Shelly Beans and Memories

I don’t sit around thinking about the past, my childhood, what have you, but every now and then a smell, a taste, a bag of pole beans sitting on our porch, whisks me back to that day once upon a time.

We were leaving to take May to school, when I saw a Captain D’s paper sack sitting on the porch. The top was wadded down a bit. I stopped to see what it was when May hollared that it was just some stupid green beans and she was going to be late. (another example of teen drama, we were 10 minutes ahead of schedule and she was going to have to just stand outside until they unlocked the doors. Typing it out like that, I see that maybe she wanted to hang out outside…)

When I got back home, I opened the bag. These were no mere green beans, they were shelly beans. Looking into the bag, I was torn from 2013 and popped up on Mama Brown’s porch back into 1979, maybe. I remember the smell of the shelly beans, how they were my favorite. In my memory, we were sitting on the front porch, shelling beans, talking about what ever (ok, we children were most likely complaining), and laughing.

Snapping back into the here and now, I grabbed the beans and brought them into the kitchen. I remember how much I really did not like picking or shelling beans, but someone else had already picked them and shelling was the least I could do.


All washed up, de-stringed, and snapped.

As a kid, I never really made it past the shelling of the beans. As an adult, I’ve learned that there’s a good chance that winging it with some bacon ends works out most of the time. I got a big pan, turned it on medium, and added a tablespoon of lard. Once the lard was melted I added some bacon ends.


That’s a lot of bacon ends. I’m thinking that I may have to sample a few pieces for quality control…

Once I got the bacon ends all fried up, I dumped the beans on top. I added water to cover and then a little more water. I added about a tablespoon (it really hurts to measure, seriously) of dehydrated onions*, salt, pepper, and garlic powder.


* when I am cooking something for a long time, I like dehydrated onions because they don’t get all melty half way through.

I turned the pot of beans up to high until they started boiling. Once boiling, I lowered the heat to medium, popped a lid on them, and went about my business. After the beans had been cooking about 5 hours it was my business to make the meat loaf. I decided to make armadillo loaves.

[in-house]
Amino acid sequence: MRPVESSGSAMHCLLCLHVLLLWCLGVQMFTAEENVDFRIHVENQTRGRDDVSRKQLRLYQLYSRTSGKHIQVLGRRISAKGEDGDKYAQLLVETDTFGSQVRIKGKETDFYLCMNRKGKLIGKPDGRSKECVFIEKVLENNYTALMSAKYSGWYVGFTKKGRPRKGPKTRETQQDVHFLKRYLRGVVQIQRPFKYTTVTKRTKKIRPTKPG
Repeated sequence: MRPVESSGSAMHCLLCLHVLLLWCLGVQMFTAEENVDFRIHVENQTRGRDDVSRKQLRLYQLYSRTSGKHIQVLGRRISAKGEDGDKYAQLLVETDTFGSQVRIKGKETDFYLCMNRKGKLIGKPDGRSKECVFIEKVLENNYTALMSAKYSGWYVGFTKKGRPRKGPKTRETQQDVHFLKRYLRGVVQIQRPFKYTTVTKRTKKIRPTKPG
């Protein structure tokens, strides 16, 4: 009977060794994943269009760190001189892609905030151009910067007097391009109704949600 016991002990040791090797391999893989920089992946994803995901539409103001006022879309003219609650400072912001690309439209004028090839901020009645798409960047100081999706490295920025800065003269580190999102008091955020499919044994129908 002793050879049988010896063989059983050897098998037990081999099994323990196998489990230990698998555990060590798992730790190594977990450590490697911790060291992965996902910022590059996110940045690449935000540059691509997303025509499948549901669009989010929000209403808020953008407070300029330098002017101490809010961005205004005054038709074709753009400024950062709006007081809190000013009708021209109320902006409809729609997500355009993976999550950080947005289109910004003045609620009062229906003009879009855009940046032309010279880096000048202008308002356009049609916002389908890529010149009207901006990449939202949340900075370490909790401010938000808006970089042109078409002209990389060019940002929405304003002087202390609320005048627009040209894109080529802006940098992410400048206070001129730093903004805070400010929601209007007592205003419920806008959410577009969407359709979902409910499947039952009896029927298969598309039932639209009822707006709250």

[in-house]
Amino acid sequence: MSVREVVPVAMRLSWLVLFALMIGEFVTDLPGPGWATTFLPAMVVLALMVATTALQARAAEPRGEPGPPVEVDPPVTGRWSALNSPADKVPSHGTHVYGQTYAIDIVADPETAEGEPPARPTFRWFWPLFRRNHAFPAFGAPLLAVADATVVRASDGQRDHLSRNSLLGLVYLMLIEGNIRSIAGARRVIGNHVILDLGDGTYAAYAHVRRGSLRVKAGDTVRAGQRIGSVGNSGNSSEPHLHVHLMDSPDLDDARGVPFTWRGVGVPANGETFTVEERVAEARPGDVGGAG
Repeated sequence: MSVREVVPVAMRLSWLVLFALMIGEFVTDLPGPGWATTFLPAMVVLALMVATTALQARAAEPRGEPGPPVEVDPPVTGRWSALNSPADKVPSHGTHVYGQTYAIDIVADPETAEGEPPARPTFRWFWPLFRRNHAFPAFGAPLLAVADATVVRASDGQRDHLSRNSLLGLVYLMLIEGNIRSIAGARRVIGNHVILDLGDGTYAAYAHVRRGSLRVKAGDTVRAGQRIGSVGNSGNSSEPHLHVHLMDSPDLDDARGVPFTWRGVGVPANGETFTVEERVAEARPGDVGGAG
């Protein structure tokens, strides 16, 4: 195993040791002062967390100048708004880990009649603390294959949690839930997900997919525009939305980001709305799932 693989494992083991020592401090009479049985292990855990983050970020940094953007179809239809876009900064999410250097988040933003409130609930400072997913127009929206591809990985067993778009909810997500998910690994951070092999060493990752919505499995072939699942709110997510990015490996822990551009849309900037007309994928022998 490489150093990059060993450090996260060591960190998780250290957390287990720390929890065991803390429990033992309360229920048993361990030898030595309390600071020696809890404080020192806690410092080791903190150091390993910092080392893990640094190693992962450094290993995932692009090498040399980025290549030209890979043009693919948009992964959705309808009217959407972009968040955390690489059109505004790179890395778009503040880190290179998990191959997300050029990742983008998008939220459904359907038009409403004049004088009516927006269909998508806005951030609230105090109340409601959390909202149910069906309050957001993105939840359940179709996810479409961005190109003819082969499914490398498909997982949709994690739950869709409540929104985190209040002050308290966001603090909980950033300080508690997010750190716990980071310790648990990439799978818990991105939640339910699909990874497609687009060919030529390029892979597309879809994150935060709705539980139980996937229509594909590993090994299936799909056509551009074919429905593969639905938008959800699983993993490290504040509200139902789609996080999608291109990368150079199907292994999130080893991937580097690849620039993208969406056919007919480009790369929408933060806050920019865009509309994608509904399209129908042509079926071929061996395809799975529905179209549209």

Gotcha! Really, it’s ground beef and sausage meat loaf with mushroom scales. Made me giggle though…

When Michael got home from work, he asked if I got the beans. I told him they were cooking. Turns out the guy who says girls can’t do pull ups and his uncle brought the beans. I wonder if Michael told him I did a whole pull up? (seriously, I did one. One day I will be able to do two in a row)

Between the beans and the armadillo loaves, the house smelled like I imagine Heaven smelling like when they’re out of bacon. That hair Michael found in his beans wasn’t even a hair at all, it was a string from a bean. I’m thinking that with all the genetically modificatin’ going on now-a-days, that them beans are regenerating their strings because I shelled the heck out of them. (kidding, maybe?)

Other than a couple of strings, the taste of the beans whisked me back to nineteenseventysomething sitting at a kiddy table at Mama Brown’s house, eating shelly beans, corn, and a turkey leg. I laughed, thinking about the time Mama Brown asked me if I’d like to go with her to pick up some chicken for dinner, but that’s another memory for another day.


My mom, me, my sis, my cuz, my aunt, and Mama Brown reflected in the mirror, at Mama Brown’s house when I was maybe 2.




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